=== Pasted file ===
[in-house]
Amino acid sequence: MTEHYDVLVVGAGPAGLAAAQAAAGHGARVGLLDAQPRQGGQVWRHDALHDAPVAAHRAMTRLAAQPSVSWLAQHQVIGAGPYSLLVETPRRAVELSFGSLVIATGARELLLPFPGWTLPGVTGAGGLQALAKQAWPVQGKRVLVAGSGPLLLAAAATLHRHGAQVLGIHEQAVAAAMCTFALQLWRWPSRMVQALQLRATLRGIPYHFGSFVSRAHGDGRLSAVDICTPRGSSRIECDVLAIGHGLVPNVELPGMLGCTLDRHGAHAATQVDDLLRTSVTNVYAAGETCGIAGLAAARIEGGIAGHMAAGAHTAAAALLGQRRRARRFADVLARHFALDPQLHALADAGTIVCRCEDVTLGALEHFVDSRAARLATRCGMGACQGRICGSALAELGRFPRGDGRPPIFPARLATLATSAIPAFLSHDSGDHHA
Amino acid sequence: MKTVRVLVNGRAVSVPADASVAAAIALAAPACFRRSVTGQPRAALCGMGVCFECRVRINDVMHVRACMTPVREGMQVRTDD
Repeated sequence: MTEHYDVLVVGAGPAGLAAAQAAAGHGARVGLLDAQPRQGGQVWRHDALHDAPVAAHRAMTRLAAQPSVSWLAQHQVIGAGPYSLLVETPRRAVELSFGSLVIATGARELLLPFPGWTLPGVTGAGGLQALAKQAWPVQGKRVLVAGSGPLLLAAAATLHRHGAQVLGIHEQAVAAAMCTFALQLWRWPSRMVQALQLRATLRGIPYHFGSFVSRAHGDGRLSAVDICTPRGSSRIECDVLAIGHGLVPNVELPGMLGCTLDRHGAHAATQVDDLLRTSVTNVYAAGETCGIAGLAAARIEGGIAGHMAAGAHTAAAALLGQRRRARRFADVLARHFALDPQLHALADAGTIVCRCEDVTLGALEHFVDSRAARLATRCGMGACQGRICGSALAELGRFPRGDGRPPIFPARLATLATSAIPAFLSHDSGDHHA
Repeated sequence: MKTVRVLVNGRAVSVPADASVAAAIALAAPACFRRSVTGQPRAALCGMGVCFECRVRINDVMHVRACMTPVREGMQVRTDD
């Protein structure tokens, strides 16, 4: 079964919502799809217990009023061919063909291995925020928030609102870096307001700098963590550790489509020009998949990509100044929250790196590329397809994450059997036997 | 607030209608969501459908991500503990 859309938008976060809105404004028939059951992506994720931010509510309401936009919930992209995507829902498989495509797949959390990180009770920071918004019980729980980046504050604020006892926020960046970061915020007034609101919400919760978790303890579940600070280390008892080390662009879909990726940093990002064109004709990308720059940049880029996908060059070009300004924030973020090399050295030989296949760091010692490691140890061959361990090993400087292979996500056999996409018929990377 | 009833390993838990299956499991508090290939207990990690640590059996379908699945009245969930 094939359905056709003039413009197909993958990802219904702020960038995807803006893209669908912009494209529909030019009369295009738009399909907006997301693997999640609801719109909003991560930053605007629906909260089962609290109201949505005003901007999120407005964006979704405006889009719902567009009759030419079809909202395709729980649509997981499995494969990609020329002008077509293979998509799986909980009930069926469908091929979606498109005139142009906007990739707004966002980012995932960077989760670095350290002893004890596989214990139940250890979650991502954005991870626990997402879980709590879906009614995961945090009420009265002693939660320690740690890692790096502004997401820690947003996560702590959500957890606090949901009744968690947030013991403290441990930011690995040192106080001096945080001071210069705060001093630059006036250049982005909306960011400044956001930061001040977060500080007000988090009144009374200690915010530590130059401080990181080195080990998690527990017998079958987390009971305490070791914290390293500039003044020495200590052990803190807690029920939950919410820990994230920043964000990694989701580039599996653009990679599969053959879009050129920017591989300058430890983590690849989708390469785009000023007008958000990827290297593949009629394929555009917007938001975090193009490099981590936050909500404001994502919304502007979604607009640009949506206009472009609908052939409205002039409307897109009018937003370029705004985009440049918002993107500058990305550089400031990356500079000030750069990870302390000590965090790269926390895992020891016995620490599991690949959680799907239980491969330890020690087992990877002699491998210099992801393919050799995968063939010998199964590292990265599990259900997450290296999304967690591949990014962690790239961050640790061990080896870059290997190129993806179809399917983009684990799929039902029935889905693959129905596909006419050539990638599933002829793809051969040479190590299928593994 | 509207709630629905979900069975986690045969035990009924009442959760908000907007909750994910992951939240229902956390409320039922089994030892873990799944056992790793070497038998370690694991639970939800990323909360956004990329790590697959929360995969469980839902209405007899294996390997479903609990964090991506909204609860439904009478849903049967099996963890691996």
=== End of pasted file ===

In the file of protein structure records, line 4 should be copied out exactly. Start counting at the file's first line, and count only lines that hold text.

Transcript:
Repeated sequence: MTEHYDVLVVGAGPAGLAAAQAAAGHGARVGLLDAQPRQGGQVWRHDALHDAPVAAHRAMTRLAAQPSVSWLAQHQVIGAGPYSLLVETPRRAVELSFGSLVIATGARELLLPFPGWTLPGVTGAGGLQALAKQAWPVQGKRVLVAGSGPLLLAAAATLHRHGAQVLGIHEQAVAAAMCTFALQLWRWPSRMVQALQLRATLRGIPYHFGSFVSRAHGDGRLSAVDICTPRGSSRIECDVLAIGHGLVPNVELPGMLGCTLDRHGAHAATQVDDLLRTSVTNVYAAGETCGIAGLAAARIEGGIAGHMAAGAHTAAAALLGQRRRARRFADVLARHFALDPQLHALADAGTIVCRCEDVTLGALEHFVDSRAARLATRCGMGACQGRICGSALAELGRFPRGDGRPPIFPARLATLATSAIPAFLSHDSGDHHA